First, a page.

Many of those living off-the-grid and preparing for an uncertain future learn merely basic survival skills, such as starting a fire or purifying water. However, there are less common skills that could come in handy if disaster strikes. Here, we examine four secondary ways to collect food in the wild.
With a little practice, hunting small game with firearms or catching fish with rod and reel can be mastered. But what if a scenario occurs where your firearms run out of ammunition or you’re in the wild and don’t have a fishing pole?
1. Catch Squirrels With Wire
Assuming you’re in a wooded area with squirrels, find a tree branch (still on a tree) that is at least three inches in diameter. Get some wire that easily bends and cut it into pieces that are roughly two feet long. Then, form a loop about three inches in diameter at the end of the wire. Twist the wire around itself to get a tightened noose. Secure the other end of the wire to the branch, ensuring that the loop is no more than one inch above the branch’s surface. You can see pictures of the loops here . Place 10 or so loops around the branch so that a squirrel has to go through one to climb up or down the branch. Eventually, a curious squirrel may come along to explore. Once it runs through the loop, it will fall off the branch and strangle itself.
2. Build A Goose Trench
Capture geese with a goose trench. First, locate where geese hang out in the evening by looking for a concentration of droppings. Dig a trench one-foot wide, one-foot deep, and about 12 to 20 feet long. Make sure that one of the ends of the trench slopes downward gently. Cover with vegetative debris and some dirt to make the depression look natural, and spread the bottom with whatever grain the geese were feeding on in the local area.
Eventually, a goose may walk down the trench until it reaches the other end. Since the goose is unable to spread its wings and fly and can’t turn around, it gets trapped.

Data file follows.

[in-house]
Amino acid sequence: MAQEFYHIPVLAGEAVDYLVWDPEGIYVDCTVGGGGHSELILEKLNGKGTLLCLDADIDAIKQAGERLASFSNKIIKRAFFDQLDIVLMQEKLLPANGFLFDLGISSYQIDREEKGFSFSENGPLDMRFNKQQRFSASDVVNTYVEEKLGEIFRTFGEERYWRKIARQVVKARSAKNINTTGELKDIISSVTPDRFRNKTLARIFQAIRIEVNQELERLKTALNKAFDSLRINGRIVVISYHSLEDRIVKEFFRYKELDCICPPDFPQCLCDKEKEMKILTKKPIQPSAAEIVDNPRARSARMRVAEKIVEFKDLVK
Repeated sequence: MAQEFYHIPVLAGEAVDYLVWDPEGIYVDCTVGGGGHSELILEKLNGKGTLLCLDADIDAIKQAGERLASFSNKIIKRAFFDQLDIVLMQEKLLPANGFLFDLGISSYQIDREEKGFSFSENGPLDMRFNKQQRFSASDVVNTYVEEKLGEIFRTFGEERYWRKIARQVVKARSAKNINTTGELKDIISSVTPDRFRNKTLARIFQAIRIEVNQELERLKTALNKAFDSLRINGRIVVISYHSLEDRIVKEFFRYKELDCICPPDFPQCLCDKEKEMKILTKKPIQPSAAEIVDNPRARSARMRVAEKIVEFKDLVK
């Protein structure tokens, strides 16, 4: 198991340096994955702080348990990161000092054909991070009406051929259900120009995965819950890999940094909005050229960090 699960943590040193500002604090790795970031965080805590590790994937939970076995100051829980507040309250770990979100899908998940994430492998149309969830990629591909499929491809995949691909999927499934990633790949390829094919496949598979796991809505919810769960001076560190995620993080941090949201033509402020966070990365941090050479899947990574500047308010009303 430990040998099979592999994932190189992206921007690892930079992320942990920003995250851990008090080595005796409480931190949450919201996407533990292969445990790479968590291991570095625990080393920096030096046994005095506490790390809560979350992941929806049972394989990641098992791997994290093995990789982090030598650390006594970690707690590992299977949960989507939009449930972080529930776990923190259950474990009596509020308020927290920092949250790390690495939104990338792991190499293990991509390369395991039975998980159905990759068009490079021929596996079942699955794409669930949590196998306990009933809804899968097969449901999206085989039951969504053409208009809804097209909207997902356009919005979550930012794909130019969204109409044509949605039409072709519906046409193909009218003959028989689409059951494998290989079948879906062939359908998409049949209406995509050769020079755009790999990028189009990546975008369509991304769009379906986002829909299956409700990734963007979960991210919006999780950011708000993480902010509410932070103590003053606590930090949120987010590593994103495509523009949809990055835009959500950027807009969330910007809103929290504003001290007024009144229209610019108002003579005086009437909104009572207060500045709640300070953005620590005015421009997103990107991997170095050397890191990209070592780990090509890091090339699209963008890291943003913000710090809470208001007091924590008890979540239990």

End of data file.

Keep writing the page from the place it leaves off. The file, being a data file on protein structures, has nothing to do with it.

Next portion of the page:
3. Snag Fish With a T-Shirt
You can catch fish in a stream using just your T-shirt and a couple of sticks. Find two sturdy sticks that are three of four feet long. Stick them through the sleeves, with the ends jutting out of the shirt’s bottom. Spread the poles apart to prevent the shirt from slipping up or down the sticks. Use the shirt to guide fish into shallower waters and then as a net to capture them.
Alternatively, you can use a Y-shaped branch. Insert it into the shirt to make a net.
4. Finding and Testing Edible Plants
If the squirrels, geese or fish aren’t cooperating, then edible plants are another source of food. However, the trick is knowing which plants are edible and which are not. Ideally, you’ll be familiar with local plants or have a book on edible plants in the area. But if you don’t, as a last resort you can perform a test to determine this. To do this, you will have to fast for eight hours.
The first step is to put the plant into contact with your skin. If your skin doesn’t react well to the plant, you probably shouldn’t eat it. Crush a part of the plant and rub it on your wrist for a few minutes. If after eight hours you have redness, bumps or itching, don’t eat the plant. If there’s no reaction, then go to the second step—cooking.
Boiling renders some toxic plants safe. If you aren’t able to boil water, then test it raw. In any case, place the plant (boiled or not) against your lips for three minutes. If your lips tingle or burn, don’t eat the plant. If there’s no reaction, put the plant in your mouth and hold for 15 minutes. If you feel anything unpleasant, don’t eat the plant and rinse out your mouth.
The next step is to chew the plant and keep it in your mouth for 15 minutes. If no adverse reactions occur, then swallow it. If there’s no adverse reaction within eight hours, the plant should be edible.
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